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This one is about: Hemangioma Basic Definitions
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Hemangioma - Basic definitions
There are basically three types of hemangioma - each having a different prognosis for the child. All are vascular malformations. Joey had two of the three. The one he did not have was the port wine stain.
The port wine stain is generally smooth, but could be slightly raised. It generally starts out at birth, and darkens as the child grows, but it does not really grow. Port Wine Stains can be treated with laser surgery by zapping the capillaries.
The red, raised raspberry birth mark-type hemangioma are present at birth. They are raised up and can even be sac-like. Joey had three of them. Two on his back and one on his side. Over the first couple of years, these, left untreated, will go away by themselves. They will both flatten and turn fleshy colored. If I look hard enough now, I can find Joey's three hemangioma, but I have to look really hard for a texture, and not for any red or raised mark.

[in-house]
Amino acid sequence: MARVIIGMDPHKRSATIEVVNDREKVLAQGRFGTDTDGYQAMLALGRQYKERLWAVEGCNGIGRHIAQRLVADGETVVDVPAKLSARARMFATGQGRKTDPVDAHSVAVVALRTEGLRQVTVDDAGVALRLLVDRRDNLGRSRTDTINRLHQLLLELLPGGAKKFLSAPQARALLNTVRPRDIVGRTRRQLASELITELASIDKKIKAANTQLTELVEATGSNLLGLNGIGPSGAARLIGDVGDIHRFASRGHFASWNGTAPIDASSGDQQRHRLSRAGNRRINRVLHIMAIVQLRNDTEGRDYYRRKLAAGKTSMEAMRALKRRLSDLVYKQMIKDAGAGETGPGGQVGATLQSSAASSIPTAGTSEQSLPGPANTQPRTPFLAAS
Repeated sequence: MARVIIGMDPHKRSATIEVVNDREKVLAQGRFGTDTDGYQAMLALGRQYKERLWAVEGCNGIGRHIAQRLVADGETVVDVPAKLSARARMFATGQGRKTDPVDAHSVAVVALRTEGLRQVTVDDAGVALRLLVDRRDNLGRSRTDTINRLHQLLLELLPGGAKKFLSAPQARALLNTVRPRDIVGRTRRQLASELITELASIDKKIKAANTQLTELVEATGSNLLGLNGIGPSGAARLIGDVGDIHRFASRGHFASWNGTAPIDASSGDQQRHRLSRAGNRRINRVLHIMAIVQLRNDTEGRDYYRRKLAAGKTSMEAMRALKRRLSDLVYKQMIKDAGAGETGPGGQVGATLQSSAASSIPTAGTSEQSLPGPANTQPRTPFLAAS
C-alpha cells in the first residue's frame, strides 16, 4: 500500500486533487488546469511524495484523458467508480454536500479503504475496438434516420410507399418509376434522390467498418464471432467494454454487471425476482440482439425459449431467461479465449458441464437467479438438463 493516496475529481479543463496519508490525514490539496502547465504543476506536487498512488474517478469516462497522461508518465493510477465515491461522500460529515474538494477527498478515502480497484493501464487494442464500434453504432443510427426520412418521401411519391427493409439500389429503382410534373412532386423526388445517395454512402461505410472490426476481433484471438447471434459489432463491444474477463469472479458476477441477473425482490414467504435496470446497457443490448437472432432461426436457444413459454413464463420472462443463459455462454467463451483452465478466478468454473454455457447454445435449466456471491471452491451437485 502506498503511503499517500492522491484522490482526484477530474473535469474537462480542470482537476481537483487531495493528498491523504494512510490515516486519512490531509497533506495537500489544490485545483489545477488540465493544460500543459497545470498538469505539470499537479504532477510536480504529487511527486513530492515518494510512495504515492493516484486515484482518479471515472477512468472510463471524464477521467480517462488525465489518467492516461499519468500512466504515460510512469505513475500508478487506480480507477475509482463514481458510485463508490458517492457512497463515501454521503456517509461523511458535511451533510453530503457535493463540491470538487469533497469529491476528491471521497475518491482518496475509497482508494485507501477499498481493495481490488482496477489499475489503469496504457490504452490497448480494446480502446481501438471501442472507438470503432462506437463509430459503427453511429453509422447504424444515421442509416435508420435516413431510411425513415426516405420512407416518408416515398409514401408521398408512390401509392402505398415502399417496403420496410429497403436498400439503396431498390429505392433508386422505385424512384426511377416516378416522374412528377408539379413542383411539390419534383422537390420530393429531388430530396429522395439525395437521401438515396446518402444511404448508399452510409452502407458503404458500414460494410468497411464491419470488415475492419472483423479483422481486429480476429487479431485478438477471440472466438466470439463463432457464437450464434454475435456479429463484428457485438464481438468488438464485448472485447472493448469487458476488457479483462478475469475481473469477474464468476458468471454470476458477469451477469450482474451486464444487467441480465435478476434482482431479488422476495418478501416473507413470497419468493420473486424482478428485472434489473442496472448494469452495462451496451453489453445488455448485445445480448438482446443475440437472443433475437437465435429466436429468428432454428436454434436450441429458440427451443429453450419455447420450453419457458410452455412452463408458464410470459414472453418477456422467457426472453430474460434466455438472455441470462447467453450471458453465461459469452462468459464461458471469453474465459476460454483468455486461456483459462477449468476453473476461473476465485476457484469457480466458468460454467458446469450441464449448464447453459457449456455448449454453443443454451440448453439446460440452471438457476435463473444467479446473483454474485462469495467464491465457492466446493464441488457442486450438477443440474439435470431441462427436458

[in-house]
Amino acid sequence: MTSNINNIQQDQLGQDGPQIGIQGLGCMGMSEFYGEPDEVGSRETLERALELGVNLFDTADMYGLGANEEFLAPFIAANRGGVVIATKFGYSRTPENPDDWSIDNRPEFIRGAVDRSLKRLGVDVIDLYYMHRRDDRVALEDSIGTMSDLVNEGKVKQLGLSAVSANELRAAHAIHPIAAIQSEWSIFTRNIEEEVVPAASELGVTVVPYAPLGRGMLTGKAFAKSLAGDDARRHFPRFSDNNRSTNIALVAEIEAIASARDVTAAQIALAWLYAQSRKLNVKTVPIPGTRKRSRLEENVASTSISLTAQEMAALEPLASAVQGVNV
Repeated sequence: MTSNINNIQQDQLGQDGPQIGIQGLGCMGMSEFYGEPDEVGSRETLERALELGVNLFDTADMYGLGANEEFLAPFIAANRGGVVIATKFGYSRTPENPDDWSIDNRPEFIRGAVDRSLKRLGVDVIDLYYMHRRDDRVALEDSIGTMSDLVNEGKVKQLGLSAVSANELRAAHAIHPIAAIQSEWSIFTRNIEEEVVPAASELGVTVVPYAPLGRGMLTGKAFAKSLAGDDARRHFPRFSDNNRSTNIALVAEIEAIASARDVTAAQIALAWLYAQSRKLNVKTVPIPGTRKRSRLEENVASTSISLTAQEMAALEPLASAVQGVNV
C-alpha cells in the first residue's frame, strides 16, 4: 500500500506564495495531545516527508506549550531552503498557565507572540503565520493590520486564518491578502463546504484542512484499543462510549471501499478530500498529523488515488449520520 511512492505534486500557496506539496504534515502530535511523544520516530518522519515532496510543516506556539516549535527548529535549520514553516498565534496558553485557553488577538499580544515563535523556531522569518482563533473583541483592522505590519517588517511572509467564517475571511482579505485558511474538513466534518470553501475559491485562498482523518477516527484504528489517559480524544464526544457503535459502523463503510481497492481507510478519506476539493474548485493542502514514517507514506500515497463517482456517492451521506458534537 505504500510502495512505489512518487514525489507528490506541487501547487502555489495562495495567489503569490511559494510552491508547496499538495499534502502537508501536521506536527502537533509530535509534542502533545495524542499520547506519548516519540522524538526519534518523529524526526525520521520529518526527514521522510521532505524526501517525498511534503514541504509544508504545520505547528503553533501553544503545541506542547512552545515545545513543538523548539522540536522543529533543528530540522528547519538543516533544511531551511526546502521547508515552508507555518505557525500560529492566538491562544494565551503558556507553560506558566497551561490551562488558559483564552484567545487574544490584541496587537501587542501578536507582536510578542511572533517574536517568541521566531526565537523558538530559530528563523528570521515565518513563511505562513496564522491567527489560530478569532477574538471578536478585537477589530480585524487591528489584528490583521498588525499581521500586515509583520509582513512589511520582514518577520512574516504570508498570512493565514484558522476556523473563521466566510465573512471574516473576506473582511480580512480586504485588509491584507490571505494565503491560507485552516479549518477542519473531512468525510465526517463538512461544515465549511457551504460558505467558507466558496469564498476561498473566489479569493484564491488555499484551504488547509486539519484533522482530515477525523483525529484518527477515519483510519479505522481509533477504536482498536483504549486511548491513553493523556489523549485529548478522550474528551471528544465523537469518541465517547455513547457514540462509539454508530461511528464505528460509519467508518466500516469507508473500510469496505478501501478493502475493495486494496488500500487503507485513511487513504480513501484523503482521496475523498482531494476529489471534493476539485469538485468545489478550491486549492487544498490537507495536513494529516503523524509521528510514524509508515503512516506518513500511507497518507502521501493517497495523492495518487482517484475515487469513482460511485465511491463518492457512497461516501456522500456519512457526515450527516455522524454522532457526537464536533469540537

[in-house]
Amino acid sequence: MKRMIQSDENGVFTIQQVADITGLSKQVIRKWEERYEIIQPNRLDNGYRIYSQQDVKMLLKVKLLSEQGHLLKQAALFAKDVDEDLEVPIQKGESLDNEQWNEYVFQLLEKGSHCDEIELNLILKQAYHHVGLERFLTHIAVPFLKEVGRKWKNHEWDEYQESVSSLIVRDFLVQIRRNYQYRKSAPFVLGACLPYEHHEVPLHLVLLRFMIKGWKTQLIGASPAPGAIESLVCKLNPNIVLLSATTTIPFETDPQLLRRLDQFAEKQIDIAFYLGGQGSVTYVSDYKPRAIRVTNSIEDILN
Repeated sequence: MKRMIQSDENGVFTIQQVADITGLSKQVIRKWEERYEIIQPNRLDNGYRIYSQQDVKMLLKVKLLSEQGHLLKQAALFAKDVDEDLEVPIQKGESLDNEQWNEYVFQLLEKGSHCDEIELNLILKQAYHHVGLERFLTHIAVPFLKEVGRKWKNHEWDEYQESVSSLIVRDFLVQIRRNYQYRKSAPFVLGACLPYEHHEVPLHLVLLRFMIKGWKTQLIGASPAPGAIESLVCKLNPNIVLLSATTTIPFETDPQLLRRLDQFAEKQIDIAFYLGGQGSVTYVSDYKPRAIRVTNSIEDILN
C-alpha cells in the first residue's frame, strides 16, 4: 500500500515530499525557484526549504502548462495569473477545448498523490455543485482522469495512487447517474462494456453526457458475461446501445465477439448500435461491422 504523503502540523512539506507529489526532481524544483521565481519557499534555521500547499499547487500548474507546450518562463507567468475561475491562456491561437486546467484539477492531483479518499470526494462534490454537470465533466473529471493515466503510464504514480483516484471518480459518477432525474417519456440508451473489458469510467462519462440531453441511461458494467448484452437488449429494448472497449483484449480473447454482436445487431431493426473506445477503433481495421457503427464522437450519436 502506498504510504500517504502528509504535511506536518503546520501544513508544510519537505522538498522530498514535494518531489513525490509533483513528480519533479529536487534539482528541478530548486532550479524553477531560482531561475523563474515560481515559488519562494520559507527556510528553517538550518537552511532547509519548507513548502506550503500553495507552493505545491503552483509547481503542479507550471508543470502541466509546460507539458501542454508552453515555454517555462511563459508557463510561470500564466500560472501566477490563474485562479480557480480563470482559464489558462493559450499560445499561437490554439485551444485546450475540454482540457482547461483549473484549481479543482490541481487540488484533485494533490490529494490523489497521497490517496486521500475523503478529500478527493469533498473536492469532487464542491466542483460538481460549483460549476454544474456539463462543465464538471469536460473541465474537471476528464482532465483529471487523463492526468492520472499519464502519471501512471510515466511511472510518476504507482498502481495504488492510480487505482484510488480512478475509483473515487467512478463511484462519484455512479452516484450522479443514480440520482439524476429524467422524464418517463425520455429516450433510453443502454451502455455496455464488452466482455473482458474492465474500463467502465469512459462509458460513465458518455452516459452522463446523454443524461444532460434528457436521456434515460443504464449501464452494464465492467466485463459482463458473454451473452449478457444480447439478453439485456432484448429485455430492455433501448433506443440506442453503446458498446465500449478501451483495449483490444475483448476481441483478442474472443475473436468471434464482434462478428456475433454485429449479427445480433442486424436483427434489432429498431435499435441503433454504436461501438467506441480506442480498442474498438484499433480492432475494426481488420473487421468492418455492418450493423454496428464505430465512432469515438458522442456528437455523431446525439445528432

The last kind is the one that can be very serious. It is called a subcutaneous, cavernous, hemangioma. These are not present - or only slightly present - at birth, but begin to grow shortly after. It will begin by looking like a swelling, and then the swelling will discolor. They grow to the inside as well as to the outside and can be quite disabling. Surgical removal can be expertly done, and it can still grow back. These are often treated with steroids to halt or slow the growth, and then many times are surgically removed.
Joey had a subcutaneous hemangioma over his spine. We came out exceptionally lucky on that one. It was watched closely, but turned out to be one of the few cavernous types that simply did not grow. Eventually, the body resorbed it. He was either 7 or 8 years old when it was finally declared gone. However, there still remains a lump-looking thing on his spine. The vertebrae over which the hemangioma rested, because of the engorgement of blood in that area, grew larger than the others. It does not seem to affect him, and over time we suspect that the others will catch up.
Also, contact the National Vascular Malformation Foundation at 313-274-1243.
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